The purpose of this challenge is to help us realize the ideal and, more importantly, to realize that Christianity hasn’t always been practiced as it is today. After reading the fathers you may still remain solid in your beliefs, or your beliefs could change completely. Either way, it is desperately needed. Thus, here are the books I propose you read over the next year (each title links to the site where the book is sold). The books are ordered in what I see as a level of difficulty, but you can read them in any order:
Early Christian Writings: The Apostolic Fathers
On the Unity of Christ by St. Cyril of Alexandria
On Wealth and Poverty by St. John Chrysostom
On the Holy Spirit by St. Basil the Great
On the Cosmic Mystery of Jesus Christ by St. Maximus the Confessor
On Social Justice by St. Basil the Great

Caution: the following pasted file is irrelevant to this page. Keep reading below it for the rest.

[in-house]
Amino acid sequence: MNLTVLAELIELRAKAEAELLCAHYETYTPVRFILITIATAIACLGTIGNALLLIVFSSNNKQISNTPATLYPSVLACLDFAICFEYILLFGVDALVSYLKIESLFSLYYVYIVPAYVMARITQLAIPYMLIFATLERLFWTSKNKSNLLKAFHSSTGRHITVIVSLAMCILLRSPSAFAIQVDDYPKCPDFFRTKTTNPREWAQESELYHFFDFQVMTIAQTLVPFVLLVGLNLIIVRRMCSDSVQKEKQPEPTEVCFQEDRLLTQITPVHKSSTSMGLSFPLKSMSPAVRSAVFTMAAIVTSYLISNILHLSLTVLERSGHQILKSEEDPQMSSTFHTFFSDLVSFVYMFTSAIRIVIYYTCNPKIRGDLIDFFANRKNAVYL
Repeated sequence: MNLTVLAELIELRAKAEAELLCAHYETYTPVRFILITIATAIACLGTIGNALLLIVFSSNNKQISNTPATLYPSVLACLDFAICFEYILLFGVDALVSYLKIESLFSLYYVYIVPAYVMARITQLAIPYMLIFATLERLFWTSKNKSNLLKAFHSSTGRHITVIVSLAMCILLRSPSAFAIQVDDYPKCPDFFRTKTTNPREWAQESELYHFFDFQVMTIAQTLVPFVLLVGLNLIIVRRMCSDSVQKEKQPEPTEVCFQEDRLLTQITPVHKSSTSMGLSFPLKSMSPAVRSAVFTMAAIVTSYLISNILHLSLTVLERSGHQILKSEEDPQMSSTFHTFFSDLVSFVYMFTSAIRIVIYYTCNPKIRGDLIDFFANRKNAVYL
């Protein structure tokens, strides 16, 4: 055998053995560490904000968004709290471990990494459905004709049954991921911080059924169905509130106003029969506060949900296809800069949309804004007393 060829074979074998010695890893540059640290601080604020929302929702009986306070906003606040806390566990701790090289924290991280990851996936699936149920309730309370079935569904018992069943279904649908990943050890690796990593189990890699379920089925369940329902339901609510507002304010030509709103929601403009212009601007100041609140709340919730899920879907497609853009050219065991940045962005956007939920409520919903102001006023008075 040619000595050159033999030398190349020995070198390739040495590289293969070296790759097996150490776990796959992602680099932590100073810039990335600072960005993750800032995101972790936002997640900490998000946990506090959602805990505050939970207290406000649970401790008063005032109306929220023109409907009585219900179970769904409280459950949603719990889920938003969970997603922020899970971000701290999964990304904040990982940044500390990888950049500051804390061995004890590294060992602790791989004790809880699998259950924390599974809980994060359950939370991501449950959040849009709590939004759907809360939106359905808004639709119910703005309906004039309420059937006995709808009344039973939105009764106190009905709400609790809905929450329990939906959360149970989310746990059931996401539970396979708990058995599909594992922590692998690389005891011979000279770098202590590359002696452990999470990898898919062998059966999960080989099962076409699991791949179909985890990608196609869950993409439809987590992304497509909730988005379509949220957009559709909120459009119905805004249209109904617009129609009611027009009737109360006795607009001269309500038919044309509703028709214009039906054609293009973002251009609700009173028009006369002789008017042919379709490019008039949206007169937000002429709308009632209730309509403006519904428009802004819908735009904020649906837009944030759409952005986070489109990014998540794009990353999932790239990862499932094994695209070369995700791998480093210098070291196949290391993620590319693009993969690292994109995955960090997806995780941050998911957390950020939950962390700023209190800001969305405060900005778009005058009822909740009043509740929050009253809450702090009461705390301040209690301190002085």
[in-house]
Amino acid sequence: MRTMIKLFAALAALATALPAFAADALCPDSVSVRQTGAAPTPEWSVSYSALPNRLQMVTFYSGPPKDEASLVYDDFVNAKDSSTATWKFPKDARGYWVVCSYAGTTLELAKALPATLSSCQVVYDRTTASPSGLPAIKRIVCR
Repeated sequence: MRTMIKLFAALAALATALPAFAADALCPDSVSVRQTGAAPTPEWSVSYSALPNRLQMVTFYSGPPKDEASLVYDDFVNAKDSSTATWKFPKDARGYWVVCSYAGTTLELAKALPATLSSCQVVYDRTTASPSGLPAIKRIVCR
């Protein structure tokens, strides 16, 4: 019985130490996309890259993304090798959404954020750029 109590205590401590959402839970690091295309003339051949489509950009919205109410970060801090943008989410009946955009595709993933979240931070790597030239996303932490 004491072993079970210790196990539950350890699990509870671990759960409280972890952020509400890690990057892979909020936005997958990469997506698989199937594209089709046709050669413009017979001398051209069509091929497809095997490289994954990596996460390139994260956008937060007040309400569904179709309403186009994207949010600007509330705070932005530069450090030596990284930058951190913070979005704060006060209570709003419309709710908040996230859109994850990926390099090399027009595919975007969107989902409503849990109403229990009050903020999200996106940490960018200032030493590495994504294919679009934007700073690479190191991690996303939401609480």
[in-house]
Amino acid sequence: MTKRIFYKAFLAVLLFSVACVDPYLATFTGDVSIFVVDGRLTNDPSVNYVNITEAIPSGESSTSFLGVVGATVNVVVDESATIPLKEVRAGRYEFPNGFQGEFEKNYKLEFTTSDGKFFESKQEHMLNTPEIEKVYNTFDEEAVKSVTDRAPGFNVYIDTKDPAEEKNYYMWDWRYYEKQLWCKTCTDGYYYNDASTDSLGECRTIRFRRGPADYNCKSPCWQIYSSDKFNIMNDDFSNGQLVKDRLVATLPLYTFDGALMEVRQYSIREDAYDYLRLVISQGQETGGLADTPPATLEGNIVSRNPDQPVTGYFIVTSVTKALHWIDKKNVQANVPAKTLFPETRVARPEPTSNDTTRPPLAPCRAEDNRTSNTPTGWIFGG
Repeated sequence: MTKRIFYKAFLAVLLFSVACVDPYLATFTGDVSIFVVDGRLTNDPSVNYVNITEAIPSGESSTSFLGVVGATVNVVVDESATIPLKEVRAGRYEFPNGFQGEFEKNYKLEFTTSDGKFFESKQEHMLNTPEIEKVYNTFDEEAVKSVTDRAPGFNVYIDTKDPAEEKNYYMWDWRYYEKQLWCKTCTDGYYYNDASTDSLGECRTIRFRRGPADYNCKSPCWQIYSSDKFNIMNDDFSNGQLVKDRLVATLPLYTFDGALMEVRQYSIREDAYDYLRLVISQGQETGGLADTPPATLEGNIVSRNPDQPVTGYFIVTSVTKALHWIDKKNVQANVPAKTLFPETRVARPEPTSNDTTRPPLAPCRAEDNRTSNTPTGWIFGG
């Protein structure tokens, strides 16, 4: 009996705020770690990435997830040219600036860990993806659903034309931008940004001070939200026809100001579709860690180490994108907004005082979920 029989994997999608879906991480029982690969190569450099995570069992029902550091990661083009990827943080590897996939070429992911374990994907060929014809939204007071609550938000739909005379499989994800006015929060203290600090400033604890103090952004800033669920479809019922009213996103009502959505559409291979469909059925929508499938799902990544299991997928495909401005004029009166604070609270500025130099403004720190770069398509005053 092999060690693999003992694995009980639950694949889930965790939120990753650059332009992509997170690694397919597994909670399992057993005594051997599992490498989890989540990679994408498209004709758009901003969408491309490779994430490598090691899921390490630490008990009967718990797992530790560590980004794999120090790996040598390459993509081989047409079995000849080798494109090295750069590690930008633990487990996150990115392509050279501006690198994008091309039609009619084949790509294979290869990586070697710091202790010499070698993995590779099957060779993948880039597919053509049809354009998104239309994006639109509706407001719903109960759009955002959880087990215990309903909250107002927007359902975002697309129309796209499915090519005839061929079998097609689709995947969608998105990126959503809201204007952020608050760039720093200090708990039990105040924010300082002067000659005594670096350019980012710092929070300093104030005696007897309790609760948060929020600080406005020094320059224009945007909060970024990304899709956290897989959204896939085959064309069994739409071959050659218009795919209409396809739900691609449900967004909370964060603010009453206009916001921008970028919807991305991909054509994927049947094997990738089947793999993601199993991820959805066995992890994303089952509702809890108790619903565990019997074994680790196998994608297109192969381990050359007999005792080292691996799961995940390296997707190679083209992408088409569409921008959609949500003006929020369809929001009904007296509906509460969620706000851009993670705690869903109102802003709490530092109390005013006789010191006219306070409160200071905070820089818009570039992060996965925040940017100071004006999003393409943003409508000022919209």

On the Incomprehensible Nature of God by St. John Chrysostom
On Marriage and Family Life by St. John Chrysostom
An Exact Exposition of the Orthodox Faith by St. John of Damascus
This isn’t many. For some this is about 1-2 months worth of reading. For others, this will push their reading limits. But read what these ancient writers have to say and then evaluate Christianity. Most notably, see how they don’t approach it with an “either/or” dichotomy, see how they don’t place doctrine above practice or practice above doctrine. Look at how, for them, it’s all one in the same. That if you believe right you will live right and if you want to live right you will believe right.
Are you willing to take the challenge?